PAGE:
The ACLU fusion center report and update lay out some good background on these issues, and the Spyfiles report describes how monitoring lawful dissent has become routine for police departments around the nation. Cato hosted Mike German, a former FBI counterterrorism agent and co-author of the ACLU fusion report at a forum on fusion centers, available here.

Shades of Warning: What It Means to Inform

Ben Friedman helpfully supplies more information to go with my positive reaction to the Department of Homeland Security’s decision to scrap color-coded threat warnings.

Our colloquy leaves somewhat open what should replace color-coding. Because most threat warnings are false alarms, and because exhortations to vigilance will tend toward the vagueness of the color-coding system, Ben hopes “DHS winds up being tighter-lipped.”

His points are good ones, but they don’t dissuade me from my belief that DHS should “begin informing the public fully about threats and risks known to the U.S. government.”

The right answer here centers on who is better at digesting threat information—experts in the national security bureaucracy or the public?

There is a great deal of expertise in the U.S. government focused on turning up threat information and digesting it for policymakers. However, that expertise has limits, often manifested as threat inflation, as Ben notes, and as myopia. Daniel Patrick Moynihan’s Secrecy: The American Experience illustrates the latter well (especially the edition with Richard Gid Powers’ fine introduction).

The public consists of hundreds of millions of subject matter experts in every walk of life. They include owners and operators of all our infrastructure, reporters and commentators in the professional and amateur press, academics, state and local law enforcement personnel, information networks, and social networks of all kinds. We have security-interested folk in the hundreds of millions spread out across the land, all in regular communication with each other. We’re a tremendously powerful information processing machine. I believe this public can do a better job of digesting threat information than “experts,” particularly when it comes to terrorism threats, which can—theoretically, at least—manifest themselves pretty much anywhere.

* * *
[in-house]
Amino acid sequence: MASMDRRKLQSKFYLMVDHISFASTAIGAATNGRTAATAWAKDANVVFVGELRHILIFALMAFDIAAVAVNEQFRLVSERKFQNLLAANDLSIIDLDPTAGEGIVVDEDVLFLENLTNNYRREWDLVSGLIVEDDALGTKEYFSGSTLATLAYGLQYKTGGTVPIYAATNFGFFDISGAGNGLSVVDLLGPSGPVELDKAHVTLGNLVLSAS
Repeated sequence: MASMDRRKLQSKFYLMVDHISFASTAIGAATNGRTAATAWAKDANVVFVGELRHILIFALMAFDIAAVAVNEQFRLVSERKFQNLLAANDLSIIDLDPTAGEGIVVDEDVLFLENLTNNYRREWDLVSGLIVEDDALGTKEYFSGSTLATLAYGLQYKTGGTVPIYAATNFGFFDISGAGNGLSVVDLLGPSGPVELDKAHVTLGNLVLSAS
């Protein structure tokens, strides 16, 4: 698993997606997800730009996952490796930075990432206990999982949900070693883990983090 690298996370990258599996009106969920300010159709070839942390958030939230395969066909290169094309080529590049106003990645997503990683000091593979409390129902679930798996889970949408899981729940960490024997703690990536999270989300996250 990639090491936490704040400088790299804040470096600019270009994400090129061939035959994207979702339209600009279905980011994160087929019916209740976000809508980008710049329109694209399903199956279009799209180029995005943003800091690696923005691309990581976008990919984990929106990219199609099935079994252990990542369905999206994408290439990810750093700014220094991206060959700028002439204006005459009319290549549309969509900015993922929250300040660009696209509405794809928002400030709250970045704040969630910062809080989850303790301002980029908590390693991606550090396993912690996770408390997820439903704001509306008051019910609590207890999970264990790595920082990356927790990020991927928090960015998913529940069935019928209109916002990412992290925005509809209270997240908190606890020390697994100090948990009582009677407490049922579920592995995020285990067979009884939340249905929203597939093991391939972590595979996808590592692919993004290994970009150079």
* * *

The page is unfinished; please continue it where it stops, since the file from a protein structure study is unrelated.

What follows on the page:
The public constantly digests risk and threat information from other walks of life. We digest information about ordinary crime, health and disease, finance and investment, driving and walking, etc., etc. There is nothing about terrorism that disables the public from making judgments about threat information and incorporating it into daily life. People can figure out what matters and what does not, and they can apply information in the spheres they know.

When I say “fully inform,” I don’t argue for broadcasting every speck of information the U.S. government collects. There are limited domains in which information sharing will reveal sources and methods, undercutting access to future information. Appropriate caveats are part of ”fully” informing, of course. Natural pressure will cause too speculative threats to be winnowed from public release. But even opening a firehose will get people the water they need to drink.